Stage 2: preparing the plan
Local people will need to pull together and prioritise their early ideas, and draw up their plans. 

Stage 3: independent check
Once a neighbourhood plan or order has been prepared, an independent examiner will check that it meets the right basic standards

Stage 4: community referendum
The local council will organise a referendum on any plan or order that meets the basic standards. This ensures that the community has the final say on 
whether a neighbourhood plan or order comes into force

Stage 5: legal force
Once a neighbourhood plan is in force following a successful referendum, it carries real legal weight. Decision makers are obliged to consider proposals 
for development in the neighbourhood against the neighbourhood plan.

How does this work with the Community Plan?

We were initially a little confused as to how this process interfaced with the existing work being undertaken to develop a Community Plan which was initiated with other local community groups late last year also by the Parish Council and has already started work, and the Residents' Association has two members of the Executive Committee engaged in that process. Although we cannot predicate exactly what will happen, and assuming that the Neighbourhood Area is approved, it's likely that the ground work done by the Community Plan group will feed into Stage 2 of the Neighbourhood Plan process where the detail of the Neighbourhood Plan is prepared. However it is our understanding that a Community Plan can have a more broad focus then a Neighbourhood Plan (which is quite planning focussed) - we will continue to review what happens.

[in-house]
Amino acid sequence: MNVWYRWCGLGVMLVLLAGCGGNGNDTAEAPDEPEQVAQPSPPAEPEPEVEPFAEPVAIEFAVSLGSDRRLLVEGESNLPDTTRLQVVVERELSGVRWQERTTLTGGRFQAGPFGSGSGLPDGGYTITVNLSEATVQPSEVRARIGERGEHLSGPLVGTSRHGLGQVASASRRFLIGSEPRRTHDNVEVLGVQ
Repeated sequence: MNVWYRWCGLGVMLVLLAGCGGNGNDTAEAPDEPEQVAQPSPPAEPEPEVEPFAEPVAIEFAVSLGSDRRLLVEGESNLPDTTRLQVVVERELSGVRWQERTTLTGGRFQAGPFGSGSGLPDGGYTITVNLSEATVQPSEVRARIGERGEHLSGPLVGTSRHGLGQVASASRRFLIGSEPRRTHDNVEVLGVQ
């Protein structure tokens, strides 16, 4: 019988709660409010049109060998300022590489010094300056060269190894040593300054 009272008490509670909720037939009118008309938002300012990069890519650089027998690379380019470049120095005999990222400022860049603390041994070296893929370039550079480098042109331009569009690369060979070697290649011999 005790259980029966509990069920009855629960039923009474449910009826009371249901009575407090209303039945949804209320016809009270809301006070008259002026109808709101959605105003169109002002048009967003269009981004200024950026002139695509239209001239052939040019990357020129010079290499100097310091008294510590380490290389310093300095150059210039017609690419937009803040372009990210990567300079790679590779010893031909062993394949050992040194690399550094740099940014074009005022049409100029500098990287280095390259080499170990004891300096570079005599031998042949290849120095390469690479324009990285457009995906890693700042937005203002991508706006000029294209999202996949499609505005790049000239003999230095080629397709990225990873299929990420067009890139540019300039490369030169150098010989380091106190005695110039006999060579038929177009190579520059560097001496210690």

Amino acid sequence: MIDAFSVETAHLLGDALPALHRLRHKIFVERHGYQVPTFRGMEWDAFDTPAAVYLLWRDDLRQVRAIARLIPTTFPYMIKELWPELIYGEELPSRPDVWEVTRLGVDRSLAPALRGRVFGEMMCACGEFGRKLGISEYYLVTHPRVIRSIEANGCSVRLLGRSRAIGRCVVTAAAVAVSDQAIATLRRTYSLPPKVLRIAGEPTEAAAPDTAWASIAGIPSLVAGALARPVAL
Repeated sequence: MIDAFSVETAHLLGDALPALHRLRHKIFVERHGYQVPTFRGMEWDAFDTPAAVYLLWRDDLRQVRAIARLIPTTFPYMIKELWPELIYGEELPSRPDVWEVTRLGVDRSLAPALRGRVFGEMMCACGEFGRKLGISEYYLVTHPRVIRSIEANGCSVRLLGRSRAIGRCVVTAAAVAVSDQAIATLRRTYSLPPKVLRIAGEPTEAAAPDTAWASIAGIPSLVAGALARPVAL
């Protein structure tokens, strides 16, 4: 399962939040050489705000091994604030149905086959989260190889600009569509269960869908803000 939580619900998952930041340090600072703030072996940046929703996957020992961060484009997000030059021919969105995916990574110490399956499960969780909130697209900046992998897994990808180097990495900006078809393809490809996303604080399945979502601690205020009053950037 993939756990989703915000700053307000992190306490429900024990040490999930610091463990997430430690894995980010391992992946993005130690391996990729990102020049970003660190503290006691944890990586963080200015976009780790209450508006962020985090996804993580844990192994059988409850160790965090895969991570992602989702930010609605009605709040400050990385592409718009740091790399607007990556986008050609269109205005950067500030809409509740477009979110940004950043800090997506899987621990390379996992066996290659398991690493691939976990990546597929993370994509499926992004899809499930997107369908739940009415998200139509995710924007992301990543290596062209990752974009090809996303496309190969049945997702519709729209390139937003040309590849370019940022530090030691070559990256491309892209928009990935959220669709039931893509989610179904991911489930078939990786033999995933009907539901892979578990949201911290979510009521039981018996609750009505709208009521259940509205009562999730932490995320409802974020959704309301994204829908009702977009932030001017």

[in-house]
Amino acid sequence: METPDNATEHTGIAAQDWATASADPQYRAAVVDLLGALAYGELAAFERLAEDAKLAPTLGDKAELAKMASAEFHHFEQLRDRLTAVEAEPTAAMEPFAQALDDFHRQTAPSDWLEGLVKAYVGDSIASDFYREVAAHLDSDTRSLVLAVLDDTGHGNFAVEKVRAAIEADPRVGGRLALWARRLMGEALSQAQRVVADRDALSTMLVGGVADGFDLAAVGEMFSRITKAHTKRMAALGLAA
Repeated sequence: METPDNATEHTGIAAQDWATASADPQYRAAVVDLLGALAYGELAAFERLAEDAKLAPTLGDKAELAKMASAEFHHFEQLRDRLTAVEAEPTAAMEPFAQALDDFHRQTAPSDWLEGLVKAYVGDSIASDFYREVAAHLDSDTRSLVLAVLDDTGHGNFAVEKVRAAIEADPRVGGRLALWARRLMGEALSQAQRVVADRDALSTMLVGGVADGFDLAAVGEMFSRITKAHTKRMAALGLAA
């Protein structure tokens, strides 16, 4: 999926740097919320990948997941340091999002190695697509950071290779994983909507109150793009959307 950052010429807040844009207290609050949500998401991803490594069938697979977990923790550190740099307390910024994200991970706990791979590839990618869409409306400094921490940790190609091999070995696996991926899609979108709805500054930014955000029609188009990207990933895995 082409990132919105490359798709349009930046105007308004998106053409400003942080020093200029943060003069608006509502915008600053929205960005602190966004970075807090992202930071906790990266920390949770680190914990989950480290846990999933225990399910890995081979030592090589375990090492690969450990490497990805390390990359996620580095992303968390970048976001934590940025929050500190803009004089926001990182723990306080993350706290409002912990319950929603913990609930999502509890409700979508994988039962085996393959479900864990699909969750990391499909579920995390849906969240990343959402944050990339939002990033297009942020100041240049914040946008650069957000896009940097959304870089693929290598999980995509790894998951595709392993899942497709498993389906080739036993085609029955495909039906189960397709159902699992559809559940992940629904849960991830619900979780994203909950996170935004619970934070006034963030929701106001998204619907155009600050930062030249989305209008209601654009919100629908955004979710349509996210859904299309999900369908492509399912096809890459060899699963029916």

Our response to the consultation

We will discuss the proposed Neighbourhood Plan at our next committee meeting on 8th April 2014, but we are open for feedback from the community at any stage. You can contact us in the usual ways. And we will disclose our response on our website.

Plan for Sheratons Building Confirmed

posted 16 Mar 2014, 13:23 by Unknown user

Plans for the use of Sheratons building on the corner of Shire Lane and Lower Road, Chorleywood are now confirmed. Vic Grewal, owner of Chorleywood Budgens, holds the lease of the building which is to be called The Village Buzz, and the interior is to be shared by three parties running three separate concerns. The whole approach aims to incorporate different elements under one roof that benefit the community in many ways.

There will be a stylish family friendly Village Buzz Lounge Bar which will offer artisan coffees, smoothies plus a bites and delights menu and fine wine experience in a relaxed setting. The décor will marry old and new, reflecting traditional Chorleywood with a mix of original materials like reclaimed timber, slate and old stock brick in a contemporary bright environment providing free wi-fi and facilities for the disabled.

Original partner The Hive will run a multi-purpose and flexible community centre from the premises and will work with local community groups and skilled individuals. Activities and sessions to be offered include After-school drop-ins, Community group meetings, Homework club, Table tennis, Creative Arts, Films and presentations.